Day 316 (Nov. 12) Angel aids Paul in escaping from prison, God strikes dead Herod Agrippa for taking glory, Barnabas and Paul preach together in Cyprus and Paphos, Paul accuses governor’s sorcerer, governor became believer, Paul preaches at Antioch of Pisidia’s synagogue, Paul intrigues Gentiles, Paul and Barnabas ran from Antioch of Pisidia to Iconium where they were run from town also, Paul heals crippled man in Lystra, Paul stoned but didn’t die

Only 49 days to the end!

Welcome to BibleBum where we are exploring the entire Bible in one year to better learn how to follow God’s instructions and discover the purpose for our lives.  The BibleBum blog uses The One Year Chronological Bible, the New Living Translation version.  At the end of each day’s reading, Rob, a cultural history aficionado and seminary graduate, answers questions from Leigh An, the blogger host, about the daily scripture.  To start from the beginning, click on “Index” and select Day 1.

Acts 12:6-14:20

Questions & Observations

Q. (Acts 12:6-19): Whether Peter was rescued for his own faith or because he had people praying for him or both, I think we can take from this scene, the results that can be realized through group prayer.  Rob, can you tell us of any verses where God or Jesus is telling us to pray together?

A. Actually, that is not a topic that Jesus really addressed outside of Matthew 18:19-20, which says that He is there in our midst when we gather and will give us what we seek, which is certainly applicable here.  It is the other works of the NT that will have more to say about this topic, so keep watching.

Q. (Acts 13:3): Also, can you tell us more about the “laying of hands.”

A. Sure: it was a way for a community to pray for a person.  The person prayed for would sit or stand in the midst of a group, and the group would place hands upon that person as they prayed — something many churches still do today.  It is frankly nothing especially complicated, but is merely a method of community praying.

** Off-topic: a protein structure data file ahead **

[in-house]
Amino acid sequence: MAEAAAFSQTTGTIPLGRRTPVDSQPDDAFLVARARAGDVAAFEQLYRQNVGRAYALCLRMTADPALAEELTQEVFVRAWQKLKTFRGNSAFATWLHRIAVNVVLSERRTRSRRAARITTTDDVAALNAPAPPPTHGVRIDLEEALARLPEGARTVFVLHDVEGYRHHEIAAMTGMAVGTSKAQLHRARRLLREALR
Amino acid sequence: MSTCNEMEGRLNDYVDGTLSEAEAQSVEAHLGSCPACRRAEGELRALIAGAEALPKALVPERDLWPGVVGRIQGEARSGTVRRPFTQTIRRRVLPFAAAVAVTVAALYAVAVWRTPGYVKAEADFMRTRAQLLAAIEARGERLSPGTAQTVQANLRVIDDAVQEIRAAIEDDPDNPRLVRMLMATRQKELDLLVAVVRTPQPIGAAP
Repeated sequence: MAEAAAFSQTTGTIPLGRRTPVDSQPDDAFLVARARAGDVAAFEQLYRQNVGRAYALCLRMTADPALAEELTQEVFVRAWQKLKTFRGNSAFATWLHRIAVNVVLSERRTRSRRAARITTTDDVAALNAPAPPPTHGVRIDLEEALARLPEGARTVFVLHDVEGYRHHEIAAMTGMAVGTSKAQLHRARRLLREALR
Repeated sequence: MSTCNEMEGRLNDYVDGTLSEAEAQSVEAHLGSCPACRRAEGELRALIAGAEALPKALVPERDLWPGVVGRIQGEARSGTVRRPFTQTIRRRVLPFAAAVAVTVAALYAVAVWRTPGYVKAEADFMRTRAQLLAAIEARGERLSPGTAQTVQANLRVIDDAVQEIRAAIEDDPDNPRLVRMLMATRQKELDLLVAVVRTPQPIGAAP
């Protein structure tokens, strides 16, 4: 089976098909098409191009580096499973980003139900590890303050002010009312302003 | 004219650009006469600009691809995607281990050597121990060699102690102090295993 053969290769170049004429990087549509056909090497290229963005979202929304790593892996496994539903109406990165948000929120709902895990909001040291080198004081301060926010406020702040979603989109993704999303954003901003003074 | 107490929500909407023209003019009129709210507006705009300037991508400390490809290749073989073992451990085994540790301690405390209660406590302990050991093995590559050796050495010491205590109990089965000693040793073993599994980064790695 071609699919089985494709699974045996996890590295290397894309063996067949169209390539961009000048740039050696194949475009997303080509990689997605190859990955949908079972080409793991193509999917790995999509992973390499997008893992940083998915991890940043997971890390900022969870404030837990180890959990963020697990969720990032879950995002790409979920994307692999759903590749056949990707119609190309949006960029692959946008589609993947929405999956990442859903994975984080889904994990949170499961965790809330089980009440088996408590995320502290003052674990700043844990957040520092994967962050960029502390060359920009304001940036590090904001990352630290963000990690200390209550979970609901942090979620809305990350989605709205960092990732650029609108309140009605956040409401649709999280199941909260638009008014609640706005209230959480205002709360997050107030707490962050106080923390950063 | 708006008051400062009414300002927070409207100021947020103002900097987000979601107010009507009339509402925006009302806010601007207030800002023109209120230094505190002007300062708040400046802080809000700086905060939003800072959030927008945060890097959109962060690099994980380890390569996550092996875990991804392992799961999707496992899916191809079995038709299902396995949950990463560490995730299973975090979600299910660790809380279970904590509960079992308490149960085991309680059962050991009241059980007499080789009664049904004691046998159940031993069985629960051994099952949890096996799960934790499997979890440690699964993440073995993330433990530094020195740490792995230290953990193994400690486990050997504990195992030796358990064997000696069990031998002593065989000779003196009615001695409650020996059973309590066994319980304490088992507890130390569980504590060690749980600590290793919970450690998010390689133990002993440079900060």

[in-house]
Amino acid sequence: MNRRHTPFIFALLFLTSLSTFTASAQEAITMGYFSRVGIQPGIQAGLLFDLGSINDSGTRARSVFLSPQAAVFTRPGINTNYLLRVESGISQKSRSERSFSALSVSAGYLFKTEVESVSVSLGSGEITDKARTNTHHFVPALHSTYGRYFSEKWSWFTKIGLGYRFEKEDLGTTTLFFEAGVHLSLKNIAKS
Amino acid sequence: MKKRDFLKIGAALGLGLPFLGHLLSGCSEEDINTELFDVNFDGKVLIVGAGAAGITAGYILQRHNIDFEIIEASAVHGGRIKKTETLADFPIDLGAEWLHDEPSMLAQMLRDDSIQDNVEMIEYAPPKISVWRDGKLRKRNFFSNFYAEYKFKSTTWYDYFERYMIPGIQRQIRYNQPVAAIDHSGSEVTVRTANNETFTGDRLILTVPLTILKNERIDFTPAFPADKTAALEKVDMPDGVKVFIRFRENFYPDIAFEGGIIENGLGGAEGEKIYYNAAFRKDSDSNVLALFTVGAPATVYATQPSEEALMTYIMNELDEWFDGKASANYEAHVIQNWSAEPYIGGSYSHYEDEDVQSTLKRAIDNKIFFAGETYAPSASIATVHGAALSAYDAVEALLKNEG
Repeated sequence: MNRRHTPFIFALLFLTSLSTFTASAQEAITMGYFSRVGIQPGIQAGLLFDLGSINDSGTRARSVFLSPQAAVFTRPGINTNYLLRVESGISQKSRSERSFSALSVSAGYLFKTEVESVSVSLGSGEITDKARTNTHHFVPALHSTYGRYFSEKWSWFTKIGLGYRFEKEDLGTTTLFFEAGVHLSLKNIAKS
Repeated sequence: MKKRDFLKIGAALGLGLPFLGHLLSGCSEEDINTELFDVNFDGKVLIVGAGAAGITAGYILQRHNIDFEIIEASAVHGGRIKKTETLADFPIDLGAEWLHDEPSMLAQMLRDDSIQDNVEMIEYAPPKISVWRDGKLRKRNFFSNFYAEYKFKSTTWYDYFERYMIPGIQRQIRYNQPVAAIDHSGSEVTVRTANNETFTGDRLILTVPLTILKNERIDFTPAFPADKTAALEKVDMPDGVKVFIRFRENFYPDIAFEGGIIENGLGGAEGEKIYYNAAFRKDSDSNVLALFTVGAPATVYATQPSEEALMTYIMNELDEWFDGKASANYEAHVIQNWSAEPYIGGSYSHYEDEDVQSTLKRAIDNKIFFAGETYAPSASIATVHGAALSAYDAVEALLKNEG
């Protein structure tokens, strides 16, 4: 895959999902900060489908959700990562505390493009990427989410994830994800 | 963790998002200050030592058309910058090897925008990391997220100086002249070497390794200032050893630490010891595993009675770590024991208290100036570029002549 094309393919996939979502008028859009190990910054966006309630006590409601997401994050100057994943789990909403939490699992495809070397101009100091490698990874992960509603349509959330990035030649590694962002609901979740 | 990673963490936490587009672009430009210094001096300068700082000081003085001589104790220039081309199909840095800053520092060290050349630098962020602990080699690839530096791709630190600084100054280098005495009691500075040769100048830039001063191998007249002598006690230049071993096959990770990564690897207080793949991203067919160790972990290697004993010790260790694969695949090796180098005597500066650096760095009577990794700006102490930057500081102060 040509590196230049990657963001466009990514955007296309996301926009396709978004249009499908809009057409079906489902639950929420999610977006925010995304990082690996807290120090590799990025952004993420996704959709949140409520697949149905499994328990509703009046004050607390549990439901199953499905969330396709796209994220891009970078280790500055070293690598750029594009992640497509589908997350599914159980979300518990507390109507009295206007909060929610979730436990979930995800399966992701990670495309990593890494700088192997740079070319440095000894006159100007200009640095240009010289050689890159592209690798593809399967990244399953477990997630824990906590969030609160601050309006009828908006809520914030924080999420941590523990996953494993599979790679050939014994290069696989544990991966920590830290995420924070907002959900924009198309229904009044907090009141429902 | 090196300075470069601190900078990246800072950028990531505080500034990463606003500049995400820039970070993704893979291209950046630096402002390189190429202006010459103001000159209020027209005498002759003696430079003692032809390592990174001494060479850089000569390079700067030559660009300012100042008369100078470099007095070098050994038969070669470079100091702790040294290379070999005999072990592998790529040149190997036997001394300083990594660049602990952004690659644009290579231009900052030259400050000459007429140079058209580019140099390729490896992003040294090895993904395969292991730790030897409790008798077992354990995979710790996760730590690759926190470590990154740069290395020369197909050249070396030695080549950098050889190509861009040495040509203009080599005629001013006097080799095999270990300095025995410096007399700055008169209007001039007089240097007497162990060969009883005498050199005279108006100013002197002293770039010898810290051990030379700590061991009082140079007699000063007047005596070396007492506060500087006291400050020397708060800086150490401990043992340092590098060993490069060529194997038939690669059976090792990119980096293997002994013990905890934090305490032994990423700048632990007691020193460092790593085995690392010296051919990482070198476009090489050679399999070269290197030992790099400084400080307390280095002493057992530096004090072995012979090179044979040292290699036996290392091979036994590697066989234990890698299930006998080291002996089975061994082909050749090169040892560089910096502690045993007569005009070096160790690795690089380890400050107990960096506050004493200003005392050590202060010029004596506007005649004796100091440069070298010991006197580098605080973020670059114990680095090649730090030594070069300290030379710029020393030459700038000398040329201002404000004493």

Q. (Acts 13:9): I always thought that Saul became Paul after his transformation to Christianity.  But, as I googled it and referred to Wikipedia, I see that Saul is his Jewish name and Paul is his Roman name.  It says that he used Paul to put those to whom he was preaching at ease.

A. It is a common assumption that Saul’s name change to Paul was divinely inspired, the way that God changed Abram’s name to Abraham and Jacob to Israel, but that is not the case.  You have the right information on what Paul was doing, using his name to make the people more open to his message.  This will not be the last time that Paul will take advantage of his dual life.  Paul was a devout Jew in his former life as Saul, which helps him address Jews with authority, as he will do in Philippians.  And he will also pull out his Roman citizenship — something quite valuable in his day — when necessary as well to get out of trouble.  No doubt about it Paul is resourceful.

Q. (Acts 13:48): What does the author mean here when he says, “and all who were chosen for eternal life became believers.”  This makes it sound like the Kingdom of God uses predestination.

A. There is certainly some role of selection in the Kingdom, but once again I would point out: we do not know what is the criteria that makes a person “selected”.  It’s very possible that it is faith in God that makes one selected.

Q. (Acts 14:19-20): Is there any point worth mentioning about Paul being stoned, but not dead?